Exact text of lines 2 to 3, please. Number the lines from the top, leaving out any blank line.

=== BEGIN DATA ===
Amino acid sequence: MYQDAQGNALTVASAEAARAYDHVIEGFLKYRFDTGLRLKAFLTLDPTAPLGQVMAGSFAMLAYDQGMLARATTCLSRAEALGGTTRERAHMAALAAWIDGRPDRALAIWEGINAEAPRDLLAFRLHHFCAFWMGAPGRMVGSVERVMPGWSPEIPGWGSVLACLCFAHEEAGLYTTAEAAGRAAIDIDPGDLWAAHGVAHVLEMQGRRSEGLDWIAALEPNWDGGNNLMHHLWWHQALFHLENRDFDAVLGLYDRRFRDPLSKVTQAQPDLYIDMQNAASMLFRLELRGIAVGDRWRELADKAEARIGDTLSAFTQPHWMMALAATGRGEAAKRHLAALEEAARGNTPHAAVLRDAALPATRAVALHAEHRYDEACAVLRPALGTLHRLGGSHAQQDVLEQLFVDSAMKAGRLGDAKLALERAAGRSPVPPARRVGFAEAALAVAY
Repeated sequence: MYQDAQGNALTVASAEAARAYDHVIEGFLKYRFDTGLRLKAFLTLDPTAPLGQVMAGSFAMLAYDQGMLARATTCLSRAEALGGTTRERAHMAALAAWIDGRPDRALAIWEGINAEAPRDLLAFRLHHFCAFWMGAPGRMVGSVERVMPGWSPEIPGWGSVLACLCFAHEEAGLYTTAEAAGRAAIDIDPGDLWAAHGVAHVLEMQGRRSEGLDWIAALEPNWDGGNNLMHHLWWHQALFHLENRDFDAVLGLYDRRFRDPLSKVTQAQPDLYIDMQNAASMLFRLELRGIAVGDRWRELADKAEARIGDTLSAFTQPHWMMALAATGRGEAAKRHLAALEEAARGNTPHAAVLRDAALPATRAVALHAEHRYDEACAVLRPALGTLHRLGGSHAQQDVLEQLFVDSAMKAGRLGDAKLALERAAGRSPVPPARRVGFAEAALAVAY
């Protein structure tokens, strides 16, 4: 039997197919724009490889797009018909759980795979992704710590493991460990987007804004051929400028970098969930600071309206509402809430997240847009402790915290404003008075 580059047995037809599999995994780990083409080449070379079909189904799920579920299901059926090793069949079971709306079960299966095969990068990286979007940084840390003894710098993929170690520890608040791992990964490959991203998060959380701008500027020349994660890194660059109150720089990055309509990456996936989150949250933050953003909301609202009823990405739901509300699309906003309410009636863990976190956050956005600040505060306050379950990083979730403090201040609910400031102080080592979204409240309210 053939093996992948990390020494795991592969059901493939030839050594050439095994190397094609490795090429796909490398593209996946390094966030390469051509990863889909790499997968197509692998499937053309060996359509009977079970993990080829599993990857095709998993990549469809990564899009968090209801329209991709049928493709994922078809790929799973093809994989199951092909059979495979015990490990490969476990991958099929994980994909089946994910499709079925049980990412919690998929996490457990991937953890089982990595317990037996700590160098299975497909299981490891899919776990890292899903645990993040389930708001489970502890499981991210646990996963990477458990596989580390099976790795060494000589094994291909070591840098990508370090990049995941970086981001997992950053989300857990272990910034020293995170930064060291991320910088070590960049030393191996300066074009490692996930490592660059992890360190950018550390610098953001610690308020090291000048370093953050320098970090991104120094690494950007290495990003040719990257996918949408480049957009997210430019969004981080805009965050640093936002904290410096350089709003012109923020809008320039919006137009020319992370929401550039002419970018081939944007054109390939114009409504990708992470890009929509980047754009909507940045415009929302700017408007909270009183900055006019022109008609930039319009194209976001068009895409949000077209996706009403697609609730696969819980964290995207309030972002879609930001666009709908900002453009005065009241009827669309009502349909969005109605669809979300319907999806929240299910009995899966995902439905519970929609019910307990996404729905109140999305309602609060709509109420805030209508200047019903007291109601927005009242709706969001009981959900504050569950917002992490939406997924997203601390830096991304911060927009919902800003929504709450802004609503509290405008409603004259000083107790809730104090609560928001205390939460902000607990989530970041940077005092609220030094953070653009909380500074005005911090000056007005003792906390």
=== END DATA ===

Repeated sequence: MYQDAQGNALTVASAEAARAYDHVIEGFLKYRFDTGLRLKAFLTLDPTAPLGQVMAGSFAMLAYDQGMLARATTCLSRAEALGGTTRERAHMAALAAWIDGRPDRALAIWEGINAEAPRDLLAFRLHHFCAFWMGAPGRMVGSVERVMPGWSPEIPGWGSVLACLCFAHEEAGLYTTAEAAGRAAIDIDPGDLWAAHGVAHVLEMQGRRSEGLDWIAALEPNWDGGNNLMHHLWWHQALFHLENRDFDAVLGLYDRRFRDPLSKVTQAQPDLYIDMQNAASMLFRLELRGIAVGDRWRELADKAEARIGDTLSAFTQPHWMMALAATGRGEAAKRHLAALEEAARGNTPHAAVLRDAALPATRAVALHAEHRYDEACAVLRPALGTLHRLGGSHAQQDVLEQLFVDSAMKAGRLGDAKLALERAAGRSPVPPARRVGFAEAALAVAY
């Protein structure tokens, strides 16, 4: 039997197919724009490889797009018909759980795979992704710590493991460990987007804004051929400028970098969930600071309206509402809430997240847009402790915290404003008075 580059047995037809599999995994780990083409080449070379079909189904799920579920299901059926090793069949079971709306079960299966095969990068990286979007940084840390003894710098993929170690520890608040791992990964490959991203998060959380701008500027020349994660890194660059109150720089990055309509990456996936989150949250933050953003909301609202009823990405739901509300699309906003309410009636863990976190956050956005600040505060306050379950990083979730403090201040609910400031102080080592979204409240309210 053939093996992948990390020494795991592969059901493939030839050594050439095994190397094609490795090429796909490398593209996946390094966030390469051509990863889909790499997968197509692998499937053309060996359509009977079970993990080829599993990857095709998993990549469809990564899009968090209801329209991709049928493709994922078809790929799973093809994989199951092909059979495979015990490990490969476990991958099929994980994909089946994910499709079925049980990412919690998929996490457990991937953890089982990595317990037996700590160098299975497909299981490891899919776990890292899903645990993040389930708001489970502890499981991210646990996963990477458990596989580390099976790795060494000589094994291909070591840098990508370090990049995941970086981001997992950053989300857990272990910034020293995170930064060291991320910088070590960049030393191996300066074009490692996930490592660059992890360190950018550390610098953001610690308020090291000048370093953050320098970090991104120094690494950007290495990003040719990257996918949408480049957009997210430019969004981080805009965050640093936002904290410096350089709003012109923020809008320039919006137009020319992370929401550039002419970018081939944007054109390939114009409504990708992470890009929509980047754009909507940045415009929302700017408007909270009183900055006019022109008609930039319009194209976001068009895409949000077209996706009403697609609730696969819980964290995207309030972002879609930001666009709908900002453009005065009241009827669309009502349909969005109605669809979300319907999806929240299910009995899966995902439905519970929609019910307990996404729905109140999305309602609060709509109420805030209508200047019903007291109601927005009242709706969001009981959900504050569950917002992490939406997924997203601390830096991304911060927009919902800003929504709450802004609503509290405008409603004259000083107790809730104090609560928001205390939460902000607990989530970041940077005092609220030094953070653009909380500074005005911090000056007005003792906390």